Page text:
Florida lawmakers vote to ban most abortions after 15 weeks

Michael Laughlin/South Florida Sun Sentinel/TNS

TALLAHASSEE, Fla. — A ban on most abortions after 15 weeks of pregnancy is now headed to Florida Gov. Ron DeSantis, who is expected to sign it into law.

State senators voted 23-15 Thursday night in favor of the measure with no exceptions for rape or incest, an issue that spurred hours of emotional debate and protests.

Senate President Wilton Simpson predicted the measure, which opponents say is aimed at severely restricting abortion rights granted under the U.S. and Florida constitutions, would survive court review.

“For the first time in many years, you are going to have a bill that I believe will be tolerated in the U.S. Supreme Court,” Simpson said.

Abortion is presently permitted up to the 24th week of pregnancy in Florida. The issue proved to be one of the most contentious of the 2022 legislative session with hours of emotional debate and protests.

The legislation, with an effective date of July 1, would allow an abortion to be performed after 15 weeks only if two doctors certify a “fatal fetal abnormality” that will “result in death upon birth or imminently thereafter.” It also includes an exception if an abortion is “necessary to save the pregnant woman’s life” or avert serious bodily injury.

Republicans rejected numerous attempts by Democrats to amend the legislation to include exceptions for rape, incest and human trafficking. Democrats also tried to remove a requirement that two doctors — instead of one — approve an abortion after 15 weeks.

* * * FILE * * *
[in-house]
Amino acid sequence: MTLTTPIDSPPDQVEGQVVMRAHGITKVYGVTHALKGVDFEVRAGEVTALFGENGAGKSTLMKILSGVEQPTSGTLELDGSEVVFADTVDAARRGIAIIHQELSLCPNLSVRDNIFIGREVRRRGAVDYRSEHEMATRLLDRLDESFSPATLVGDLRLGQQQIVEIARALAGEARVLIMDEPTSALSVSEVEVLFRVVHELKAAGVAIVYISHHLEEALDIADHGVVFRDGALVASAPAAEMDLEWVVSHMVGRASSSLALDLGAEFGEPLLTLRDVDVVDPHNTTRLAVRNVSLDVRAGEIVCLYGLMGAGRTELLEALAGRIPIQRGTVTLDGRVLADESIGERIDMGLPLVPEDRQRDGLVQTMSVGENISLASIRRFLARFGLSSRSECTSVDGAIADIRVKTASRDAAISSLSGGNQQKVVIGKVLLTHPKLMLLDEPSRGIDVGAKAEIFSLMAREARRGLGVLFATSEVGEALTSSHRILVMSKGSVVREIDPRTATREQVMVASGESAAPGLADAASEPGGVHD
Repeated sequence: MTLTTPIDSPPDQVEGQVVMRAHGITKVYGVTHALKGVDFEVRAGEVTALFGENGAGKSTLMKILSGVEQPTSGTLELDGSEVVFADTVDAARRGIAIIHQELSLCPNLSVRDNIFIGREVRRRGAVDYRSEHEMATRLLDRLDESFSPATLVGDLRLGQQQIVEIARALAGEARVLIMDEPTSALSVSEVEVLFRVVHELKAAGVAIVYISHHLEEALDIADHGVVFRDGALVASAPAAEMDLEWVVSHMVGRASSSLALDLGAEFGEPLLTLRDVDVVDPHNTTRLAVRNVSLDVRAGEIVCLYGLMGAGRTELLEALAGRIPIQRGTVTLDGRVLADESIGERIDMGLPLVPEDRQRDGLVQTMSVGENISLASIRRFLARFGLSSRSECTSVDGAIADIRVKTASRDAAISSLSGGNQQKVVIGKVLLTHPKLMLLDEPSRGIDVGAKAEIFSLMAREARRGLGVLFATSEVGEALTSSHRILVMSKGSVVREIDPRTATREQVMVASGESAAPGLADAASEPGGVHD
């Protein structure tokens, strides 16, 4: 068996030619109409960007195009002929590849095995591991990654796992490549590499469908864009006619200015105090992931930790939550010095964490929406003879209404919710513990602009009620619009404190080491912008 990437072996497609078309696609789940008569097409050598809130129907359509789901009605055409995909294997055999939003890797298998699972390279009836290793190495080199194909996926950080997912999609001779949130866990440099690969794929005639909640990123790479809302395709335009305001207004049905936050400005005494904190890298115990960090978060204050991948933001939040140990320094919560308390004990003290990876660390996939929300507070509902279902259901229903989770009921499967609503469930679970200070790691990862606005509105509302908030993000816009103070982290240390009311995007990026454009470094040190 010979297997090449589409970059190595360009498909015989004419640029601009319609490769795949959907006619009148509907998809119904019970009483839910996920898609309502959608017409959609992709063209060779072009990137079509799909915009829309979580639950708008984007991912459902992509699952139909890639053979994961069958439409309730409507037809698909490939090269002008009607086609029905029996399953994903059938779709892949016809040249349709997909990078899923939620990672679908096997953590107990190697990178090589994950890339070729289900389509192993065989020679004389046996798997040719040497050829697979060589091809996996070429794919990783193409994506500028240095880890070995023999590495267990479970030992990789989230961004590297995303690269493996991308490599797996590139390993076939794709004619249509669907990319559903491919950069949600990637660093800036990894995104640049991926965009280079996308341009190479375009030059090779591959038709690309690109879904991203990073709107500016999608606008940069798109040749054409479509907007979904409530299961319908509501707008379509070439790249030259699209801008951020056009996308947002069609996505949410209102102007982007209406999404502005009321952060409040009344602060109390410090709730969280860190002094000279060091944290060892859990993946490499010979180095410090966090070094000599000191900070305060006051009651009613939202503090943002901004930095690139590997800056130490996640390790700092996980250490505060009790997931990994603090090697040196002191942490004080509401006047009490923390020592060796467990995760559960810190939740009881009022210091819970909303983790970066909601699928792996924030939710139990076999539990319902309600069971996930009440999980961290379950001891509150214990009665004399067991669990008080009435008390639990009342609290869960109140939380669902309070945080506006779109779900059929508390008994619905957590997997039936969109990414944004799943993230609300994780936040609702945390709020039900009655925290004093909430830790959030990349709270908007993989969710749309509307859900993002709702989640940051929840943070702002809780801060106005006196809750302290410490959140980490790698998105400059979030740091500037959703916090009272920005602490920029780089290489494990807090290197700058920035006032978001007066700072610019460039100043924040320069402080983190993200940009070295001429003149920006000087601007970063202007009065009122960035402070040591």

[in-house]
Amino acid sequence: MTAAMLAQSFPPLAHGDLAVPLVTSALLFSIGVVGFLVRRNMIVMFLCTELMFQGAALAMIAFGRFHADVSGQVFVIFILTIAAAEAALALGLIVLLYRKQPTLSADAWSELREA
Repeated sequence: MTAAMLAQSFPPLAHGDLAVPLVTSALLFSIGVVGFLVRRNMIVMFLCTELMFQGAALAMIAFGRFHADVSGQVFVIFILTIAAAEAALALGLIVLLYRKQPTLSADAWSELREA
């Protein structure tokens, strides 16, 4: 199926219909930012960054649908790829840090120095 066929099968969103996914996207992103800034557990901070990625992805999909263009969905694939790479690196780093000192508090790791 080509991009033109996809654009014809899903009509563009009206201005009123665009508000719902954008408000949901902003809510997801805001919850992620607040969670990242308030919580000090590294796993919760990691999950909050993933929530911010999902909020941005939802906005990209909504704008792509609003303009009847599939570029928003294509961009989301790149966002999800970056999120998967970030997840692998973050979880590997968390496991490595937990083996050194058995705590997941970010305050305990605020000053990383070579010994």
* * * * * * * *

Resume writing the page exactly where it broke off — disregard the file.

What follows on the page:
The debate included emotional testimony from Democratic Leader Sen. Lauren Book, who publicly disclosed for the first time she was drugged and raped by several men when she was a child. The Democrat is known as an advocate for survivors of sexual assault and abuse, having previously spoken about how she had been abused by a live-in nanny.

Book pleaded with senators not to put women on the clock who had suffered serious trauma. She said she expects lawmakers will face a backlash from the public for what she later called “an all-out attack on women’s rights.”

“It is very scary to people all over the country, and people are paying attention,” Book said.

GOP state Sen. Kelli Stargel defended excluding an exception for rape and incest, saying a fetus is a child that shouldn’t be aborted because of the manner in which it was conceived.

“These are babies,” she said. “It is not a choice. It is a child. I know we’ve seen it on the posters, but it is the truth.”

Abortion “is the woman’s decision,” Sen. Gary Farmer, a Democrat, argued. “It is not the government’s decision.”

And the male-dominated Legislature, and men in general, “will never know what it really feels like” to make that choice, he said.

DeSantis has called the 15-week ban “very reasonable” and said he thought it was something he would be able to sign.

The Florida House approved the abortion ban last month in a nearly party-line vote after vocal protesters in the gallery were removed by Capitol police.

Anti-abortion groups see 2022 as the year to act.

Roe v. Wade, the landmark U.S. Supreme Court case that established a constitutional right to abortion, is on shaky ground because of conservatives appointed to the court by former President Donald Trump.

Florida’s Supreme Court is now solidly conservative with DeSantis appointees filling three of the seven seats during his first year in office. Previous justices have protected abortion rights using a privacy clause in the state constitution.

Mississippi’s 15-week abortion ban, which lower courts have blocked from taking effect, served as the model for Florida’s proposal. The Supreme Court is expected to rule on Mississippi’s law over the summer.

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